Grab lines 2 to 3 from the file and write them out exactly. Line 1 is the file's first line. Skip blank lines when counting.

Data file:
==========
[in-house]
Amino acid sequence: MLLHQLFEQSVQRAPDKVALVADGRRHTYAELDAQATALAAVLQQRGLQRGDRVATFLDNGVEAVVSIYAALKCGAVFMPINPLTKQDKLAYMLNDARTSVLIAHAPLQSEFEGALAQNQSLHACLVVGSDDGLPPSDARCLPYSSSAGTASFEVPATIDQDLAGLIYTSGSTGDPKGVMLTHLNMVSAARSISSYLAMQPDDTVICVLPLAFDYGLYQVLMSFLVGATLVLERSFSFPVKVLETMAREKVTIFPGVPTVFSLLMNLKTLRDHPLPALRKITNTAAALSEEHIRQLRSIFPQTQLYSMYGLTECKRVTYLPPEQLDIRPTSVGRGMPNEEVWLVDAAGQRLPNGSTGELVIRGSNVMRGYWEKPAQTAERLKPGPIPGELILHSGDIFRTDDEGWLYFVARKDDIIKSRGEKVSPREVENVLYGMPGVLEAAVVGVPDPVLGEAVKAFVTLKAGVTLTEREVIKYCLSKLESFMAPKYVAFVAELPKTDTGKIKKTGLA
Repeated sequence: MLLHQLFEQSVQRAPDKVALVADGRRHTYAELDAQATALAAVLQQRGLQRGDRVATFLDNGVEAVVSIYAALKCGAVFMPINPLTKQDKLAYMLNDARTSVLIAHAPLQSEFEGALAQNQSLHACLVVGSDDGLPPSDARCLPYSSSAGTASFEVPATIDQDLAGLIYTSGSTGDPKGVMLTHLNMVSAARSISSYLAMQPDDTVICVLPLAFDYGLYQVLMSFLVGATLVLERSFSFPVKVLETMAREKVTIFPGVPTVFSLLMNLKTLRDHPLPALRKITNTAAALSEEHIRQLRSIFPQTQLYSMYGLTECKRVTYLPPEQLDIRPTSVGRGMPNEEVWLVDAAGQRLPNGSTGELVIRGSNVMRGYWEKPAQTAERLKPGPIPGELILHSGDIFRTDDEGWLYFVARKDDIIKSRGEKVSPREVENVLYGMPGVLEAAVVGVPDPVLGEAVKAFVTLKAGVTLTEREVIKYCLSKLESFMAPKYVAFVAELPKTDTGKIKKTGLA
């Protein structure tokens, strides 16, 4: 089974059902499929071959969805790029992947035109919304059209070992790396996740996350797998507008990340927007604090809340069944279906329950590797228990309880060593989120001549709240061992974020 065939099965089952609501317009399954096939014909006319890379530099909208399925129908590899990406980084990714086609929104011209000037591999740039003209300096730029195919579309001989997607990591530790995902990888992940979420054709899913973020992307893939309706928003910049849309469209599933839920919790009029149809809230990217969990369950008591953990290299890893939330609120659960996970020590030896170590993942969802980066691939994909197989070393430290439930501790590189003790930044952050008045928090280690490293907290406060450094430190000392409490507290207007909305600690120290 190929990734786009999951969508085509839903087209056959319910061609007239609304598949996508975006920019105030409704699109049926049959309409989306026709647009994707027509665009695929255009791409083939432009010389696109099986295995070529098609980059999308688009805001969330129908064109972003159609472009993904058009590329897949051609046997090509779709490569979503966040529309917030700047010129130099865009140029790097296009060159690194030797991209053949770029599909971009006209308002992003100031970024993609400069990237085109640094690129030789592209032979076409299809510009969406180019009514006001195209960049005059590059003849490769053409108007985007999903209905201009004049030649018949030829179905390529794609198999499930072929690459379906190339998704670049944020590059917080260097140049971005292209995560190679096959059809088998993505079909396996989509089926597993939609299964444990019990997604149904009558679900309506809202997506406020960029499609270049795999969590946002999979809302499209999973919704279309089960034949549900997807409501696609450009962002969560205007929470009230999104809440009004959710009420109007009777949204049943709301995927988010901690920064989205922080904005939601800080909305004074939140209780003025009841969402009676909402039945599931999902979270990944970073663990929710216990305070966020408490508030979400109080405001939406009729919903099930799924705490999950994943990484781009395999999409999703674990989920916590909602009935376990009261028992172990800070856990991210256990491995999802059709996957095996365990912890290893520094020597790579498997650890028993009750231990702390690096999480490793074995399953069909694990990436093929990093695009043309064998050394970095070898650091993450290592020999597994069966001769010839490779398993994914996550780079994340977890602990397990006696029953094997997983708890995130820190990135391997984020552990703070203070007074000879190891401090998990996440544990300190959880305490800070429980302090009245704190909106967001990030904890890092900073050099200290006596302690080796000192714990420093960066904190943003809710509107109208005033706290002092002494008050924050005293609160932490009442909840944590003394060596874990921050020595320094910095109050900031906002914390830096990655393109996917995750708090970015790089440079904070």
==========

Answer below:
Amino acid sequence: MLLHQLFEQSVQRAPDKVALVADGRRHTYAELDAQATALAAVLQQRGLQRGDRVATFLDNGVEAVVSIYAALKCGAVFMPINPLTKQDKLAYMLNDARTSVLIAHAPLQSEFEGALAQNQSLHACLVVGSDDGLPPSDARCLPYSSSAGTASFEVPATIDQDLAGLIYTSGSTGDPKGVMLTHLNMVSAARSISSYLAMQPDDTVICVLPLAFDYGLYQVLMSFLVGATLVLERSFSFPVKVLETMAREKVTIFPGVPTVFSLLMNLKTLRDHPLPALRKITNTAAALSEEHIRQLRSIFPQTQLYSMYGLTECKRVTYLPPEQLDIRPTSVGRGMPNEEVWLVDAAGQRLPNGSTGELVIRGSNVMRGYWEKPAQTAERLKPGPIPGELILHSGDIFRTDDEGWLYFVARKDDIIKSRGEKVSPREVENVLYGMPGVLEAAVVGVPDPVLGEAVKAFVTLKAGVTLTEREVIKYCLSKLESFMAPKYVAFVAELPKTDTGKIKKTGLA
Repeated sequence: MLLHQLFEQSVQRAPDKVALVADGRRHTYAELDAQATALAAVLQQRGLQRGDRVATFLDNGVEAVVSIYAALKCGAVFMPINPLTKQDKLAYMLNDARTSVLIAHAPLQSEFEGALAQNQSLHACLVVGSDDGLPPSDARCLPYSSSAGTASFEVPATIDQDLAGLIYTSGSTGDPKGVMLTHLNMVSAARSISSYLAMQPDDTVICVLPLAFDYGLYQVLMSFLVGATLVLERSFSFPVKVLETMAREKVTIFPGVPTVFSLLMNLKTLRDHPLPALRKITNTAAALSEEHIRQLRSIFPQTQLYSMYGLTECKRVTYLPPEQLDIRPTSVGRGMPNEEVWLVDAAGQRLPNGSTGELVIRGSNVMRGYWEKPAQTAERLKPGPIPGELILHSGDIFRTDDEGWLYFVARKDDIIKSRGEKVSPREVENVLYGMPGVLEAAVVGVPDPVLGEAVKAFVTLKAGVTLTEREVIKYCLSKLESFMAPKYVAFVAELPKTDTGKIKKTGLA